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Hyakuri Airfield · Ibaraki Airport
Hyakuri Air Base
Hyakuri Hikōjō · Hyakuri kichi
Airport type Military/Public
Operator JASDF
Location Omitama, Ibaraki, Japan
Elevation AMSL 107 ft / 33 m
Coordinates 36°10′54″N 140°24′53″E / 36.18167°N 140.41472°E / 36.18167; 140.41472Coordinates: 36°10′54″N 140°24′53″E / 36.18167°N 140.41472°E / 36.18167; 140.41472

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Direction Length Surface
m ft
03L/21R 2,700 8,858 Concrete
03R/21L 2,700 8,858 Concrete
Source: Source: Japanese AIP at AIS Japan[1]

Location of Ibaraki Airport

Ibaraki Airport is an airport in the city of Omitama, Ibaraki Prefecture, Japan. It also serves as air base for the Japan Air Self-Defense Force under the name Hyakuri Air Base. The airport was known as Hyakuri Airfield (百里飛行場 Hyakuri Hikōjō?) prior to March 2010, when civil aviation operations began.[2] The airport is located about 53 mi (85 km) north of Tokyo, and is intended to serve as a low-cost alternative to Tokyo's larger Narita and Haneda airports. Built as a result of large public investment, the airport has been criticized as being a symbol of wasteful government spending and as being unnecessary, opening with only one flight per day.[3] As of March 2012, a total of three routes are operated from the airport, all by low-cost carriers.[4]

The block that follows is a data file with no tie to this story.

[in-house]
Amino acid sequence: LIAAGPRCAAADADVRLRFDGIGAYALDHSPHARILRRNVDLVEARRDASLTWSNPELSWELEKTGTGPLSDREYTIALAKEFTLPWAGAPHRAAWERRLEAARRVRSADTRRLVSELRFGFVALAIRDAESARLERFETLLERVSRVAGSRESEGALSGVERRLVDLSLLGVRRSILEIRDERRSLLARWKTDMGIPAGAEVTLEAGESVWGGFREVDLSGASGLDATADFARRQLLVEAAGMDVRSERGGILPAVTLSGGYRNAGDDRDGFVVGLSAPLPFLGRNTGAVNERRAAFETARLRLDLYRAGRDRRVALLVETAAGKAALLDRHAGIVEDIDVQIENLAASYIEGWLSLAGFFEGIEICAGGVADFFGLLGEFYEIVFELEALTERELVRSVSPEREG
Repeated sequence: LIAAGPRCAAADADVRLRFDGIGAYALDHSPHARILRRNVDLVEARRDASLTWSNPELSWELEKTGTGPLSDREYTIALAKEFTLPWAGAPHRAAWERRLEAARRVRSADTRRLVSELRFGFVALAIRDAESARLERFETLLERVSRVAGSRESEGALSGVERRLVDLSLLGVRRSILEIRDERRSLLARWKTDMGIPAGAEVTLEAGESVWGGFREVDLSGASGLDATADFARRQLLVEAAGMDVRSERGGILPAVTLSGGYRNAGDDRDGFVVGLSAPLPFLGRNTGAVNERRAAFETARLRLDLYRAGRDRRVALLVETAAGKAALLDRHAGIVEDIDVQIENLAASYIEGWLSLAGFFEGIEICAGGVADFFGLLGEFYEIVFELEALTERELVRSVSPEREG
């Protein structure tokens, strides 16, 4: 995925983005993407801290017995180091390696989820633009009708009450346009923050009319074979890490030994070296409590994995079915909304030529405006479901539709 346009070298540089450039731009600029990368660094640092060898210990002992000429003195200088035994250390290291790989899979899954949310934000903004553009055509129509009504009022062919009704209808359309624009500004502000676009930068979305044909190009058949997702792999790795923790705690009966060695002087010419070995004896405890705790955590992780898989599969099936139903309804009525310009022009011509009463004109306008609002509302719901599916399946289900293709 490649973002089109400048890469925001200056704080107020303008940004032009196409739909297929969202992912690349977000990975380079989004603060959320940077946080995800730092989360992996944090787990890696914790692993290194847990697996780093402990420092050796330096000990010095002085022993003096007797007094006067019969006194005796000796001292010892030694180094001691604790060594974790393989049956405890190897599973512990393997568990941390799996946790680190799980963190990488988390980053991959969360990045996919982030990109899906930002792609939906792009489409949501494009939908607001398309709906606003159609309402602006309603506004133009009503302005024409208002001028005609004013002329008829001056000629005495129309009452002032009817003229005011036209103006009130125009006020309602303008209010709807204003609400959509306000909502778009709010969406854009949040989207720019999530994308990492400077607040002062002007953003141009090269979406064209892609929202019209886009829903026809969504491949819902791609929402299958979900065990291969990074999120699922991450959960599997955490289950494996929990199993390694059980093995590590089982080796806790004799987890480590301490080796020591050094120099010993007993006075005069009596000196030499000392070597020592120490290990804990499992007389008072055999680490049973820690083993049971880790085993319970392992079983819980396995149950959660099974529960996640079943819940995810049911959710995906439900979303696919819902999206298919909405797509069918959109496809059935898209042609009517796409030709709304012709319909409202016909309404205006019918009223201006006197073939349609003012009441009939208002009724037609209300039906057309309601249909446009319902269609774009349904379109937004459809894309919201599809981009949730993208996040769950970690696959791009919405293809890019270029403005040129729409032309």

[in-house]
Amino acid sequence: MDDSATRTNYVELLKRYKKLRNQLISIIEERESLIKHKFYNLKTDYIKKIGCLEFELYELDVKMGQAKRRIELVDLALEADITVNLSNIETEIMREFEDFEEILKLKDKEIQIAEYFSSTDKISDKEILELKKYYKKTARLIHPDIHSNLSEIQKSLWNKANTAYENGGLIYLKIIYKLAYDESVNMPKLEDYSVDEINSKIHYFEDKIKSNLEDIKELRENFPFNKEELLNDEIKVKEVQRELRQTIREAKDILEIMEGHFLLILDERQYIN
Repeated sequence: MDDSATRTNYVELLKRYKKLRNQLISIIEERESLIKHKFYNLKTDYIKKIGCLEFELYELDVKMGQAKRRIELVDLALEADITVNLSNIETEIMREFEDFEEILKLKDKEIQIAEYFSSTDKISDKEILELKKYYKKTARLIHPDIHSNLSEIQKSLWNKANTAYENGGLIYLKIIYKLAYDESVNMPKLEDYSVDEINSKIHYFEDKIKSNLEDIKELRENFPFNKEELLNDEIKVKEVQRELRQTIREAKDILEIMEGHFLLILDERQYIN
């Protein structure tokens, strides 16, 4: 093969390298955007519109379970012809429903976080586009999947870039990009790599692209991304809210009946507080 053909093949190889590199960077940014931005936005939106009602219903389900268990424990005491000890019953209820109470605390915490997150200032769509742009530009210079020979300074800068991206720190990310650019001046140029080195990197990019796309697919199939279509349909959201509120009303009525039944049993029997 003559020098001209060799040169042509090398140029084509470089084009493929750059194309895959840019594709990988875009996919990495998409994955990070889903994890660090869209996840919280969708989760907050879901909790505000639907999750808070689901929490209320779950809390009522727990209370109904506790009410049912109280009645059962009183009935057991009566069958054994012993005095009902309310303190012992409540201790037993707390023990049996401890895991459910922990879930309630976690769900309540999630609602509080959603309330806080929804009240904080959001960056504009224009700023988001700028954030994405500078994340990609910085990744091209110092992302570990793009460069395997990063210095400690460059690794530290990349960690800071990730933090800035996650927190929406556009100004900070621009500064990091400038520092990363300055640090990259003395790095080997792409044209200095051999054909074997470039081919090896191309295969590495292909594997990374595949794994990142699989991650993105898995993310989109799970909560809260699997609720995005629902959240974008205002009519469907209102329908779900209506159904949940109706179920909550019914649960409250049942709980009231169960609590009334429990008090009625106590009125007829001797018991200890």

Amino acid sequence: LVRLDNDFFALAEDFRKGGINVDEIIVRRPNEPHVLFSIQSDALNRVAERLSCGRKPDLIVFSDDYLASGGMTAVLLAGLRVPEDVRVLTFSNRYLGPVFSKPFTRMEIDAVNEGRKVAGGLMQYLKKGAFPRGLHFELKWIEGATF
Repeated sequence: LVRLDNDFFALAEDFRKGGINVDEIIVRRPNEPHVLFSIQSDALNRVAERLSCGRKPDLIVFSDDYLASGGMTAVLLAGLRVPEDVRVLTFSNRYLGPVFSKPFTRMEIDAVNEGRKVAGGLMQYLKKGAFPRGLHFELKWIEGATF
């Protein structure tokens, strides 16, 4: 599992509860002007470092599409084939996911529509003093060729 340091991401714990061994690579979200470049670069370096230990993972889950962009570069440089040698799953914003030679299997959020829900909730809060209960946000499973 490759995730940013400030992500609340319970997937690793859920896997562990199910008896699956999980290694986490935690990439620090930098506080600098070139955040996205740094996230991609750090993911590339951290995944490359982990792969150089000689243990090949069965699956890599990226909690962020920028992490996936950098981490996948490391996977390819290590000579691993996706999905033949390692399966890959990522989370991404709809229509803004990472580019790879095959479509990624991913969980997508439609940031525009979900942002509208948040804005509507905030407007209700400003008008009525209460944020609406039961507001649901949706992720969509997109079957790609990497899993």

History[edit | edit source]

The airfield was first developed by the Imperial Japanese Navy in 1937, with much of the land claimed from local farmers under the orders of Emperor Hirohito. After the end of World War II, the locals reclaimed the land and resumed farming. The base was reopened in 1956 by the Japan Air Self-Defense Force, which took control of the land once again. Many farmers who live around the base have refused to sell their lands to the government to enable expansion of the airfield.[5]

There should be a mention of the use of USAF as a practice bombing range at least in late 1960s when a USAF EMC team made measurements there.

In March 2010, after a 22 billion yen ($243 million) local and national government investment, the airfield was renamed to Ibaraki Airport, and civil aviation operations began. At the time of opening, Ibaraki offered two flights, an Asiana service to Seoul, South Korea, and to Kobe in western Japan, by Skymark Airlines. The original plans for a three-story terminal with separate arrivals, departures, and sightseeing levels was scrapped by the governor of Ibaraki Prefecture, Masaru Hashimoto, who ordered the building to be reduced to one story in height, to reduce costs. The airport will eschew jetways, with passengers boarding planes from the tarmac. Additional cost-cutting measures, intended to allow the airport to charge lower landing fees than those at Narita and Haneda, include the use of aircraft parking procedures that reduce or eliminate the need for pushback tractors, and the possibility of having the passengers carry their own luggage to the aircraft, a practice used at some regional airports in the United States.[6]